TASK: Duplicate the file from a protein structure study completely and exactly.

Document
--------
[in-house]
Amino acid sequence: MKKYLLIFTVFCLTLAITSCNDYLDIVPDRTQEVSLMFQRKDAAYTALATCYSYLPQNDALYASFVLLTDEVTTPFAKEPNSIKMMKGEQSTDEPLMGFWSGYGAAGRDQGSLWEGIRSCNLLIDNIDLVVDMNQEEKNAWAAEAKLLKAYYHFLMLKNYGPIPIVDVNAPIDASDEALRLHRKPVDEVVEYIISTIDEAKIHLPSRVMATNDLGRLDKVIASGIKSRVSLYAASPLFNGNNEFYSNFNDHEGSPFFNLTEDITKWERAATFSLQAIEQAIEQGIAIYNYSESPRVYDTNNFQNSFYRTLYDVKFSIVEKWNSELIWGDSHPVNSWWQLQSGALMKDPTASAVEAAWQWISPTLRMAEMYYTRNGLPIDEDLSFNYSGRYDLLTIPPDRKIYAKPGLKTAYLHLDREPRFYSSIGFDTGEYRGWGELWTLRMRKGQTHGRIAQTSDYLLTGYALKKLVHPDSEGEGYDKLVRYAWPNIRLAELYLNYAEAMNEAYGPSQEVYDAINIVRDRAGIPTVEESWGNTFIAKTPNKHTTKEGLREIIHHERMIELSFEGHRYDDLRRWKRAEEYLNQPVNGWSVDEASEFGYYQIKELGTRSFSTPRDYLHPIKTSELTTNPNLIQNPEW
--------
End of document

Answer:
[in-house]
Amino acid sequence: MKKYLLIFTVFCLTLAITSCNDYLDIVPDRTQEVSLMFQRKDAAYTALATCYSYLPQNDALYASFVLLTDEVTTPFAKEPNSIKMMKGEQSTDEPLMGFWSGYGAAGRDQGSLWEGIRSCNLLIDNIDLVVDMNQEEKNAWAAEAKLLKAYYHFLMLKNYGPIPIVDVNAPIDASDEALRLHRKPVDEVVEYIISTIDEAKIHLPSRVMATNDLGRLDKVIASGIKSRVSLYAASPLFNGNNEFYSNFNDHEGSPFFNLTEDITKWERAATFSLQAIEQAIEQGIAIYNYSESPRVYDTNNFQNSFYRTLYDVKFSIVEKWNSELIWGDSHPVNSWWQLQSGALMKDPTASAVEAAWQWISPTLRMAEMYYTRNGLPIDEDLSFNYSGRYDLLTIPPDRKIYAKPGLKTAYLHLDREPRFYSSIGFDTGEYRGWGELWTLRMRKGQTHGRIAQTSDYLLTGYALKKLVHPDSEGEGYDKLVRYAWPNIRLAELYLNYAEAMNEAYGPSQEVYDAINIVRDRAGIPTVEESWGNTFIAKTPNKHTTKEGLREIIHHERMIELSFEGHRYDDLRRWKRAEEYLNQPVNGWSVDEASEFGYYQIKELGTRSFSTPRDYLHPIKTSELTTNPNLIQNPEW